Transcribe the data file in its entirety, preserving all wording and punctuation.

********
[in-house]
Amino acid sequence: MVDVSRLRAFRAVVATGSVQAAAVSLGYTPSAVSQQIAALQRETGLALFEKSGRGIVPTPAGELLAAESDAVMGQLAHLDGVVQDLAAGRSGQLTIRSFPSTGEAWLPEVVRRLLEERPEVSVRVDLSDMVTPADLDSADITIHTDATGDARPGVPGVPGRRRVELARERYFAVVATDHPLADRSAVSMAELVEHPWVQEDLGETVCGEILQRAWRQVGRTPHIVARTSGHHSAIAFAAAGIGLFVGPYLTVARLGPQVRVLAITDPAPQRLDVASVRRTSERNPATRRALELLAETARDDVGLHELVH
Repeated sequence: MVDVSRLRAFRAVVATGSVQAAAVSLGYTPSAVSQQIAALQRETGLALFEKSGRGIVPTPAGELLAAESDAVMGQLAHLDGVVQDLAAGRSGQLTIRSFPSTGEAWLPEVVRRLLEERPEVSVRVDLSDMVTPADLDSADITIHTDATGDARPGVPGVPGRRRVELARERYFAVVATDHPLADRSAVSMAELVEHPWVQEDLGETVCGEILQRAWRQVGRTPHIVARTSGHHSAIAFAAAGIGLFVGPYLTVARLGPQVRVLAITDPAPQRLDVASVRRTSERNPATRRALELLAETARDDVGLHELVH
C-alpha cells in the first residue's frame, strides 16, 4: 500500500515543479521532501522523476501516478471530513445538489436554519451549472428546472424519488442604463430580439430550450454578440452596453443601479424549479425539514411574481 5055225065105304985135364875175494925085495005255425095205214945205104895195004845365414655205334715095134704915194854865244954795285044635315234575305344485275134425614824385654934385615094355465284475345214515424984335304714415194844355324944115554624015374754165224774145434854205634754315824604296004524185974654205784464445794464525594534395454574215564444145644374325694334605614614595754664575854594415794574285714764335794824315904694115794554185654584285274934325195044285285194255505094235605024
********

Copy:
[in-house]
Amino acid sequence: MVDVSRLRAFRAVVATGSVQAAAVSLGYTPSAVSQQIAALQRETGLALFEKSGRGIVPTPAGELLAAESDAVMGQLAHLDGVVQDLAAGRSGQLTIRSFPSTGEAWLPEVVRRLLEERPEVSVRVDLSDMVTPADLDSADITIHTDATGDARPGVPGVPGRRRVELARERYFAVVATDHPLADRSAVSMAELVEHPWVQEDLGETVCGEILQRAWRQVGRTPHIVARTSGHHSAIAFAAAGIGLFVGPYLTVARLGPQVRVLAITDPAPQRLDVASVRRTSERNPATRRALELLAETARDDVGLHELVH
Repeated sequence: MVDVSRLRAFRAVVATGSVQAAAVSLGYTPSAVSQQIAALQRETGLALFEKSGRGIVPTPAGELLAAESDAVMGQLAHLDGVVQDLAAGRSGQLTIRSFPSTGEAWLPEVVRRLLEERPEVSVRVDLSDMVTPADLDSADITIHTDATGDARPGVPGVPGRRRVELARERYFAVVATDHPLADRSAVSMAELVEHPWVQEDLGETVCGEILQRAWRQVGRTPHIVARTSGHHSAIAFAAAGIGLFVGPYLTVARLGPQVRVLAITDPAPQRLDVASVRRTSERNPATRRALELLAETARDDVGLHELVH
C-alpha cells in the first residue's frame, strides 16, 4: 500500500515543479521532501522523476501516478471530513445538489436554519451549472428546472424519488442604463430580439430550450454578440452596453443601479424549479425539514411574481 5055225065105304985135364875175494925085495005255425095205214945205104895195004845365414655205334715095134704915194854865244954795285044635315234575305344485275134425614824385654934385615094355465284475345214515424984335304714415194844355324944115554624015374754165224774145434854205634754315824604296004524185974654205784464445794464525594534395454574215564444145644374325694334605614614595754664575854594415794574285714764335794824315904694115794554185654584285274934325195044285285194255505094235605024